Friday, March 20, 2015

Woyzeck FJF


Woyzeck FJF
by Georg Buchner
adapted by Jeremy Duncan Pape and D.L. Siegel
directed by Jeremy Duncan Pape
presented by No-Win Productions

Georg Buchner, German, wrote Woyzeck in 1837, but the play wasn’t produced until 1913. Its distinction among important plays is that it’s probably unfinished, and we don’t even know in what order the scenes were meant to be presented. Its series of scenes are held together less by plot than by theme.

Woyzeck tells the story of a downtrodden soldier oppressed and humiliated by his betters. A doctor uses him as for experiment and orders him to eat nothing but peas. His military superior routinely abuses him verbally. His mistress takes a lover and finally, at the end of his tether, Woyzeck murders her.

No-Win productions has set the play in a psychiatric hospital. We recognize this immediately by the padded wall. Alfred Schatz’ set is simple and handsome, a white wall over a white floor, two beds. Woyzeck and Andres (Andres is Woyzeck’s buddy in the original script) are the two patients in the room. The other characters appear as Woyzeck’s hallucinations as he relives the events that landed him here.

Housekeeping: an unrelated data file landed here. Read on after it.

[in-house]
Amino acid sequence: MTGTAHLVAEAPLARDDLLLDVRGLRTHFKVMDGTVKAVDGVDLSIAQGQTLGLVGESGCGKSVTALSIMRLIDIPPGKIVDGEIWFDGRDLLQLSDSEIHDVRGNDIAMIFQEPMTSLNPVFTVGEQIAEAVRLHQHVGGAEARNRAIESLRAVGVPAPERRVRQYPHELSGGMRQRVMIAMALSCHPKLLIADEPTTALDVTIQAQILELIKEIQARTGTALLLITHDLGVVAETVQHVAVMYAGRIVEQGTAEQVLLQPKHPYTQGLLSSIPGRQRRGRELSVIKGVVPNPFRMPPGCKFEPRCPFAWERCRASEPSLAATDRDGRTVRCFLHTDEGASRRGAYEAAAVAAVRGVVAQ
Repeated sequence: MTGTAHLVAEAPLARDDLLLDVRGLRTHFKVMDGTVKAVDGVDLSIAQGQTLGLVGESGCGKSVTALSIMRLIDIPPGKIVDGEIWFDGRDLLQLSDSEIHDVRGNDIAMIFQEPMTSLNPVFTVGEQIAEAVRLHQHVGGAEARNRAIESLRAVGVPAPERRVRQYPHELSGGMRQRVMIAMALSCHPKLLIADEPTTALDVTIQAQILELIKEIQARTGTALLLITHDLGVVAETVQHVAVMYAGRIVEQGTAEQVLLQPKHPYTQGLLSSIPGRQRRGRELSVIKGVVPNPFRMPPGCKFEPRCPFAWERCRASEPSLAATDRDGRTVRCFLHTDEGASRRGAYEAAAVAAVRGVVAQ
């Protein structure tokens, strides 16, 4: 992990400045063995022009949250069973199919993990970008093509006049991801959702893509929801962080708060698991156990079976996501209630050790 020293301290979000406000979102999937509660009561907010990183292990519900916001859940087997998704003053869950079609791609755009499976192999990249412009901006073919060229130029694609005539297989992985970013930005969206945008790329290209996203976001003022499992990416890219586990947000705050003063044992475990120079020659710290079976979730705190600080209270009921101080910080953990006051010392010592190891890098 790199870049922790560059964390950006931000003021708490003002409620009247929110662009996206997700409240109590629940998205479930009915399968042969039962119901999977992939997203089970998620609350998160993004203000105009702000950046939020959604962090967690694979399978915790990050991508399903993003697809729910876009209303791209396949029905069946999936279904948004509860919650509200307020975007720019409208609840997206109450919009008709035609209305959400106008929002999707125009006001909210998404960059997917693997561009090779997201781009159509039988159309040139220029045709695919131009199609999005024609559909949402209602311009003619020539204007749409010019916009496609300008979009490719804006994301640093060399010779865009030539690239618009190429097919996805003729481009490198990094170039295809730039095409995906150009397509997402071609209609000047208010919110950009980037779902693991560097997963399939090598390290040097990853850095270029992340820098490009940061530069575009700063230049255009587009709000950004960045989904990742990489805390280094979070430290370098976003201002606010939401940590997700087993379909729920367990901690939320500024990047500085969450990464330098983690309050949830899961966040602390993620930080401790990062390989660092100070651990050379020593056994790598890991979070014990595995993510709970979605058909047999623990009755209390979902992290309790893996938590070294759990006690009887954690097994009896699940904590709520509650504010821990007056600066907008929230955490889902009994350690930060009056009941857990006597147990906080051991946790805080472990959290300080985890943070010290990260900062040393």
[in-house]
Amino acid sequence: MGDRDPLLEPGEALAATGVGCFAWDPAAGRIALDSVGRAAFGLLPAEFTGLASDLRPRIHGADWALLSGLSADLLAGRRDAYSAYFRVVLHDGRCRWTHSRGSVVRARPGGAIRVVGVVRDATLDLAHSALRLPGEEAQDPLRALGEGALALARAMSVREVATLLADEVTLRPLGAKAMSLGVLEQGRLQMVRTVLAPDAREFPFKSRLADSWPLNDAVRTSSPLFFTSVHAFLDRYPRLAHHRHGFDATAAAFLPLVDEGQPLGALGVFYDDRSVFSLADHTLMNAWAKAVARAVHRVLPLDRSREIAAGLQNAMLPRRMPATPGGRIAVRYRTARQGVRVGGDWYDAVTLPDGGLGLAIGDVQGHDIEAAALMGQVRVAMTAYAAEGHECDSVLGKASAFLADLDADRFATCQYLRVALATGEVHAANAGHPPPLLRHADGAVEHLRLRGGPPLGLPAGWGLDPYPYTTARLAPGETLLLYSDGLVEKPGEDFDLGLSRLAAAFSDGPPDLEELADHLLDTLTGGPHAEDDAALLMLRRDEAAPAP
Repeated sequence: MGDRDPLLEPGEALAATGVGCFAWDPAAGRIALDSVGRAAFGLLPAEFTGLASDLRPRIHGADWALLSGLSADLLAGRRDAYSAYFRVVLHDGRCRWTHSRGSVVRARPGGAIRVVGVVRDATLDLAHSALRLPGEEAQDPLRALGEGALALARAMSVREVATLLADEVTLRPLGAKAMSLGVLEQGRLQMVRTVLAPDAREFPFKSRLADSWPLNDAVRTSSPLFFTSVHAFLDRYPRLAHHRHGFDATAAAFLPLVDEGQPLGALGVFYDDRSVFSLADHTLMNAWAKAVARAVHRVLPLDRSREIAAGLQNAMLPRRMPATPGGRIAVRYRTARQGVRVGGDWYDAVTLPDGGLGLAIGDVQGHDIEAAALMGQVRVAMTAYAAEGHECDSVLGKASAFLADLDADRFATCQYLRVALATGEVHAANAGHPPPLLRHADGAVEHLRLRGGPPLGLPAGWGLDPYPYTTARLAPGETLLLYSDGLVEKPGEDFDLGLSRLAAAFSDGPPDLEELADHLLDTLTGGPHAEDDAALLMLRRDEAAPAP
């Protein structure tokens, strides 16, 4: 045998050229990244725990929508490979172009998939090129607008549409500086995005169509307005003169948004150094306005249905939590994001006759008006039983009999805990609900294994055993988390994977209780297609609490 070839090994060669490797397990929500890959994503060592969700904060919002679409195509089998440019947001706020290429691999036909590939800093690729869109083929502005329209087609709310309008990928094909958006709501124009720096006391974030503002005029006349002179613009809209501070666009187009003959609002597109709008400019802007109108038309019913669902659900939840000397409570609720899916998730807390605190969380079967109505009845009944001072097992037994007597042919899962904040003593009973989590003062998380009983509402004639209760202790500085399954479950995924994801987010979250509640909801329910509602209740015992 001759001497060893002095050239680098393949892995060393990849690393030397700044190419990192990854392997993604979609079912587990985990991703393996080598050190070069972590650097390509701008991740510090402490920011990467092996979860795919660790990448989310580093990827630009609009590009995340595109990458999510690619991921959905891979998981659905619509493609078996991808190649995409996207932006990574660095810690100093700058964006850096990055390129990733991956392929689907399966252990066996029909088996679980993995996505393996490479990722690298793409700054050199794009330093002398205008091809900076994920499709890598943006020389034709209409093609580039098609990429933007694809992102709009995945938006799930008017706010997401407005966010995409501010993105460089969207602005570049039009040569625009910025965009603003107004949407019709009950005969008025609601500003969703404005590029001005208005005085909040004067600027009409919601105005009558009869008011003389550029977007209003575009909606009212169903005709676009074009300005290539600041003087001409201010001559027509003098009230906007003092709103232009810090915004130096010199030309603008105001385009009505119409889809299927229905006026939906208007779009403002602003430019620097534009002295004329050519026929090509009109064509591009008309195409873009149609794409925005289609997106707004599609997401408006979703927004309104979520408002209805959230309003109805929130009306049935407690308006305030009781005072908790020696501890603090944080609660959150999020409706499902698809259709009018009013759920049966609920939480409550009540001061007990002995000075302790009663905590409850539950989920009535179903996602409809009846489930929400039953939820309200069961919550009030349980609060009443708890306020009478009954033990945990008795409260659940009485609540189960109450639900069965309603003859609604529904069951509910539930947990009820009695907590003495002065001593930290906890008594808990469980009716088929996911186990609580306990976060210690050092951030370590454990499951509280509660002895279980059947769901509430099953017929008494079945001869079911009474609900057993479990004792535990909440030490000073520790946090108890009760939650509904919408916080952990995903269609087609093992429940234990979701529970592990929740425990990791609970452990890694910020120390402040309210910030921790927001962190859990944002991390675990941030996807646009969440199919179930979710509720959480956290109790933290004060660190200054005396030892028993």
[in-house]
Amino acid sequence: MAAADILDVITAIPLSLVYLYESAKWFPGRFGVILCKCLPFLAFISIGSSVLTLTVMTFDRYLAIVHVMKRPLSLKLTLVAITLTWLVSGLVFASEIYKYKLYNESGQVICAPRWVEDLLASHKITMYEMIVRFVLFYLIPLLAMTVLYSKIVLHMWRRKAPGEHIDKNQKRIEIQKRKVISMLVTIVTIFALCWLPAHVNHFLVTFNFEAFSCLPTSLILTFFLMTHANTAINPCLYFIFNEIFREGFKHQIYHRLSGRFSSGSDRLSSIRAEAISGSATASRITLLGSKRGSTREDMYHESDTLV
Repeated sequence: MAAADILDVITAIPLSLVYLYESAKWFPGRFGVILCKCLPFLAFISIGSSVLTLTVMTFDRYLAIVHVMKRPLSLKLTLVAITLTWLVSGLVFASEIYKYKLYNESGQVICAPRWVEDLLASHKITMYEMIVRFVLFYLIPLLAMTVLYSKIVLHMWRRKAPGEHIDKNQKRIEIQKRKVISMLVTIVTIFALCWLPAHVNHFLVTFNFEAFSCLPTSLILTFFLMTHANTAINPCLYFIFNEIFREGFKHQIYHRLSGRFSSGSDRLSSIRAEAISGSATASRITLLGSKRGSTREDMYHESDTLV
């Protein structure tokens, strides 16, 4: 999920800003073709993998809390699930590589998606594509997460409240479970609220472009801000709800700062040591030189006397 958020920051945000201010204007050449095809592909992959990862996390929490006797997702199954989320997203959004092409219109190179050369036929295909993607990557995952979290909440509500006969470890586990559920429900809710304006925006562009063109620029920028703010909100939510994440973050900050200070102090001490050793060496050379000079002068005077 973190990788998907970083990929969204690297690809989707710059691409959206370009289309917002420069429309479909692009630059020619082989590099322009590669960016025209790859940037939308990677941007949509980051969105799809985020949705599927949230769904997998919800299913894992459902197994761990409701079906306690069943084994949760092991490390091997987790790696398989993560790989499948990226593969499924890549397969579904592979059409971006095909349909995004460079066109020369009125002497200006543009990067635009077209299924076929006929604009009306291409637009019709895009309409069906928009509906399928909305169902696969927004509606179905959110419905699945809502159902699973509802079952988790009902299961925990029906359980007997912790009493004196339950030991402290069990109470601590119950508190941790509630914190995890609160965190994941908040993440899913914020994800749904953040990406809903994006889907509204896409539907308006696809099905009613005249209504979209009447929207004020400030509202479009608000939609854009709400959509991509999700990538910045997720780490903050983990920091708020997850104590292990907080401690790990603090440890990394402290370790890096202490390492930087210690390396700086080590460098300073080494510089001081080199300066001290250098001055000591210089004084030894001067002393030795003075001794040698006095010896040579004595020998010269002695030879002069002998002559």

The reality of this world is that Woyzeck and Andres play a Chinese board game called go (what an odd choice!) during the course of the play. Andres moves so slowly that he’s nearly catatonic.  

As Woyzeck, James Kautz is suitably put-upon and has analyzed the script well, but he lacks the intensity of emotion necessary for this monumental role. Allesandro Colla, as the peculiar doctor, gives the only performance on stage that makes much of an impression. His seems to relish the bizarre character he’s playing.

This is a creative, high-concept production. But it’s boring. Pape and Siegel have made bold choices, but the wrong ones for the script. The script lacks a strong through line, but it can have enormous dramatic tension as we see our anti-hero move from one abusive situation to another. We don’t find that tension here in Woyzeck’s visions. Even Andre’s movements themselves, while the actor exhibits a fine physical control, are so slow that they try our patience.

Let’s hope that No-Win Productions better suits the concept to the script.

Steve Capra
March 2015